On 15 May, a woman met a pipeline worker at a bar in Minnesota and agreed to go to his house, but when they arrived, there were four other people there and she felt uncomfortable.
“She wanted to leave, she tried to leave,” said Amy Johnson, executive director of the Violence Intervention Project (VIP) in Thief River Falls, who spoke to the woman on the phone. “It was very scary with those other men there. She said he had her in the bedroom and she couldn’t leave.” The woman finally got out of the house.
The Canadian company Enbridge is building the Line 3 oil pipeline through Minnesota, a $2.9bn project that replaces a corroded, leaking pipeline and increases its capacity from 390,000 to 760,000 barrels a day. The project has brought an influx of thousands of workers who are staying in hotels, campgrounds and rental housing along the pipeline route, often in small towns like Thief River Falls, and on or near Native reservations.
Before Minnesota approved the pipeline, violence prevention advocates warned state officials of the proven link between employees working in extractive industries and increased sexual violence. Now their warnings have come true: two Line 3 contract workers were charged in a sex-trafficking sting, and crisis centers told the Guardian they are responding to reports of harassment and assault by Line 3 workers. Johnson said VIP, a crisis center for survivors of violence, has received more than 40 reports about Line 3 workers harassing and assaulting women and girls who live in north-western Minnesota.
An Enbridge spokesperson, Michael Barnes, said it has “zero tolerance for illegal behavior by anyone associated with our company or its projects”, and said anyone caught or arrested would be fired. Barnes said the two workers facing trafficking charges were fired by the contractor. He also said before construction began, the company worked to raise awareness of human trafficking by partnering with contractors, tribes, local officials and Truckers Against Trafficking, which combats human trafficking.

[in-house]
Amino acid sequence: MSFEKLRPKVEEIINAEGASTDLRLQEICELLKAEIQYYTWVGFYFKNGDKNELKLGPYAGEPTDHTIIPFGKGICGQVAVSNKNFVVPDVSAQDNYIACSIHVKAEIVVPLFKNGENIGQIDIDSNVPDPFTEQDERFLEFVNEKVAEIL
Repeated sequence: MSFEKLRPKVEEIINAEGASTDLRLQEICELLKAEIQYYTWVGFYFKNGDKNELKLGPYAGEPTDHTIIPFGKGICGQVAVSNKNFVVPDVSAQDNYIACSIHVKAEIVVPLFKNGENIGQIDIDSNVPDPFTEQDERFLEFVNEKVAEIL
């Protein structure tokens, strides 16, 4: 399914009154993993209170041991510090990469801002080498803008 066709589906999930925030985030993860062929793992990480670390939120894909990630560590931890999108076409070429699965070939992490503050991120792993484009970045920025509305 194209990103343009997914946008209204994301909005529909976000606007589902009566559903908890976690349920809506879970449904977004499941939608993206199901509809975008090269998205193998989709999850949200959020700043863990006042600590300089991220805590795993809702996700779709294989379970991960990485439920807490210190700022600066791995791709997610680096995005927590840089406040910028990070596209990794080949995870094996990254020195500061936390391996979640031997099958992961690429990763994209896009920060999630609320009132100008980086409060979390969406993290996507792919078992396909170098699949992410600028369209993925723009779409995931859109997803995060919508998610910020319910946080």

After a lull in construction due to muddy spring conditions, workers are now returning to Minnesota. Enbridge’s CEO, Al Monaco, said Line 3 was on schedule to be completed by the end of the year, but Indigenous groups and environmentalists are attempting to stop the project through peaceful protest, divestment campaigns and court action.
Advocates warned of violence
In 2018, the state’s Public Utilities Commission (PUC) held hearings to decide whether to approve Line 3 permits. Sheila Lamb, an Ojibwe-Cherokee city councillor for Cloquet and member of the state’s Missing and Murdered Indigenous Women Task Force, testified that extractive industries were linked to human trafficking and disproportionate violence against Indigenous women.
“There is no way that Enbridge or the unions can monitor these workers 24/7 and hold their hands,” she said.
Before the PUC approved the pipeline, it acknowledged in its environmental impact statement that “the addition of a temporary, cash-rich workforce increases the likelihood that sex trafficking or sexual abuse will occur. Additionally, rural areas often do not have the resources necessary to detect and prevent these activities.” The PUC approved permits on the condition that the company create a public safety escrow fund so crisis centers could apply for funding to respond to anticipated violence.
Thousands of workers arrived in Minnesota in late November 2020. Gabrielle Congrave, north-west regional navigator for Support Within Reach, which helps survivors of sexual assault, said women in the small town of Gonvick, Clearwater county, told her that a surge of pipeline workers had arrived in town, and the workers were sexually harassing and following them in vehicles. Congrave said they were “creating an aura of intimidation toward women.”
Clearbrook-Gonvick police and the Clearwater county sheriff, Darin Halverson, said police had not received any reports of harassment or stalking this year.
Johnson said VIP had heard reports ranging in severity from pipeline workers “grabbing buttocks and breasts”, harassing women who work at hotel bars, and following women, to more violent incidents. VIP serves five north-western Minnesota counties. Red Lake and Kittson county sheriffs said they had not had any reports of violence related to Line 3; the other counties did not reply to requests for comment.
In February, VIP applied for reimbursement of funds from the Enbridge account after responding to three assaults by Line 3 workers, according to records Johnson shared with the Guardian. In one case, Johnson said a pipeline worker had assaulted his partner who had traveled with him to Minnesota from another state. In the other two incidents, Line 3 workers sexually assaulted women at hotels, Johnson said.